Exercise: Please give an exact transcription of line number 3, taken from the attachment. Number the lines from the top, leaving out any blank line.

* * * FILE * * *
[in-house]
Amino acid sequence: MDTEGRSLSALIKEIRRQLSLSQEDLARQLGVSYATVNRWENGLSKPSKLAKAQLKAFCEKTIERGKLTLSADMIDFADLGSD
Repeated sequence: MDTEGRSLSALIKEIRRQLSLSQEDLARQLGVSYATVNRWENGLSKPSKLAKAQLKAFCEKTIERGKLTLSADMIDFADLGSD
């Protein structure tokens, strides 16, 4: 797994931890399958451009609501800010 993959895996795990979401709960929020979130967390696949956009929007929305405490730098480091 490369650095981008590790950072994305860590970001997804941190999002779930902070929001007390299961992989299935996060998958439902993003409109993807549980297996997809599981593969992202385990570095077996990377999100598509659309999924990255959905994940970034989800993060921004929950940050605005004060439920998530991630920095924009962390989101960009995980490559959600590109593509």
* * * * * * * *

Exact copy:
Repeated sequence: MDTEGRSLSALIKEIRRQLSLSQEDLARQLGVSYATVNRWENGLSKPSKLAKAQLKAFCEKTIERGKLTLSADMIDFADLGSD